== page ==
The latest relief bill—the American Rescue Plan Act—is the size of a long novel, so it will take some time to get the full scope. The IRS has started to issue guidance, which provides help in understanding key provisions, but does not contradict what has been widely published so far about the act.
Who is eligible?
The IRS notes that generally, if you are a U.S. citizen or U.S. resident alien, you are eligible for the full amount of the third Economic Impact Payment if you (and your spouse if filing a joint return) are not a dependent of another taxpayer and have a valid Social Security number (see exception when married filing jointly) and your adjusted gross income does not exceed:
- $150,000 if married and filing a joint return or if filing as a qualifying widow or widower.
- $112,500 if filing as head of household.
- $75,000 for eligible individuals using any other filing statuses, such as single filers and married people filing separate returns.
Payments will be phased out – or reduced — above those AGI amounts. This means taxpayers will not receive a third payment if their AGI exceeds:
- $160,000 if married and filing a joint return or if filing as a qualifying widow or widower.
- $120,000 if filing as head of household.
- $80,000 for eligible individuals using other filing statuses, such as single filers and married people filing separate returns.
For example, according to the IRS, a single person with no dependents and an AGI of $77,500 will normally get a $700 payment (half the full amount). A married couple with two dependents and an AGI of $155,000 will generally get a payment of $2,800 (again, half the full amount).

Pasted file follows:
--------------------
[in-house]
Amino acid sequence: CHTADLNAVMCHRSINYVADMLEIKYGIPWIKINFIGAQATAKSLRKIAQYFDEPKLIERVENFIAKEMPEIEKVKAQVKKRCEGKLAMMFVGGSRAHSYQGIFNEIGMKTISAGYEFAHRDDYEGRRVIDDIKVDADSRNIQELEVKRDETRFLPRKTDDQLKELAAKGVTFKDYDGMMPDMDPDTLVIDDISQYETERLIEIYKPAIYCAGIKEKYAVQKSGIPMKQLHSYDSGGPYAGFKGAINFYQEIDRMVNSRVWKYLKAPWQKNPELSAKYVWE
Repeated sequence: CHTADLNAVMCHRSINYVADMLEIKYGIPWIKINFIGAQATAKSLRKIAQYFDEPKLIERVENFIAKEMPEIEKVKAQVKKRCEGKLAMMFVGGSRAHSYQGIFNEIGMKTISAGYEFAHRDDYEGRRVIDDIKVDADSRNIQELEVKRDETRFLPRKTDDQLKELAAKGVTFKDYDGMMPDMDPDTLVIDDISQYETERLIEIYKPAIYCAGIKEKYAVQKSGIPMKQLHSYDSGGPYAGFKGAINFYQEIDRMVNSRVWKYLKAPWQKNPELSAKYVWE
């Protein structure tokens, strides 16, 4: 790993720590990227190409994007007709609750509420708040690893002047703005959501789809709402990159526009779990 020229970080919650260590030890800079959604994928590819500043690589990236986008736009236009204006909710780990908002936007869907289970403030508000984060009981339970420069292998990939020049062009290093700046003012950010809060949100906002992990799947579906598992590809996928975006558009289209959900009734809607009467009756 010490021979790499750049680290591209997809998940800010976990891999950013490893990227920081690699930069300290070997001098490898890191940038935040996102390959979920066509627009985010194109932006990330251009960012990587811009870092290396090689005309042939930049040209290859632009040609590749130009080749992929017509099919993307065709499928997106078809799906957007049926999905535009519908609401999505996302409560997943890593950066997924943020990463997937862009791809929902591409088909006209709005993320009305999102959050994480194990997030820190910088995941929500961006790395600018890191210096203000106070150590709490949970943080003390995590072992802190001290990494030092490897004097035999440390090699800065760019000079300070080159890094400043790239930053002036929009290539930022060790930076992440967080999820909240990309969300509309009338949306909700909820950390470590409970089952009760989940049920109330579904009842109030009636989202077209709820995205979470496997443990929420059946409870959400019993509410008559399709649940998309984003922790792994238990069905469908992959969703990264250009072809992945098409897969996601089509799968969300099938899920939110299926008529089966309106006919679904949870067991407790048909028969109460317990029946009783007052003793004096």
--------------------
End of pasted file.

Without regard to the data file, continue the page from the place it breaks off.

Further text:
Eligibility and Filing
Most eligible people will get the third Economic Impact Payment automatically and won’t need to take additional action. The IRS will use available information to determine eligibility and issue the third payment to eligible people who:
- Filed a 2020 tax return.
- Filed a 2019 tax return if the 2020 return has not been submitted or processed yet.
- Did not file a 2020 or 2019 tax return but registered for the first Economic Impact Payment using the special Non-Filers portal last year.
- Are federal benefit recipients as of December 31, 2020, who do not usually file a tax return and received Social Security and Railroad Retirement Board benefits, Supplemental Security Income (SSI) and Veteran benefit recipients in 2020. The IRS is working with these agencies to get updated information for 2021 to assist with stimulus payments at a date to be determined.
Those expecting a payment can go to Get My Payment to find out when they should see the money. The IRS also has additional guidance for special circumstances. Or call us if you have any questions about your situation.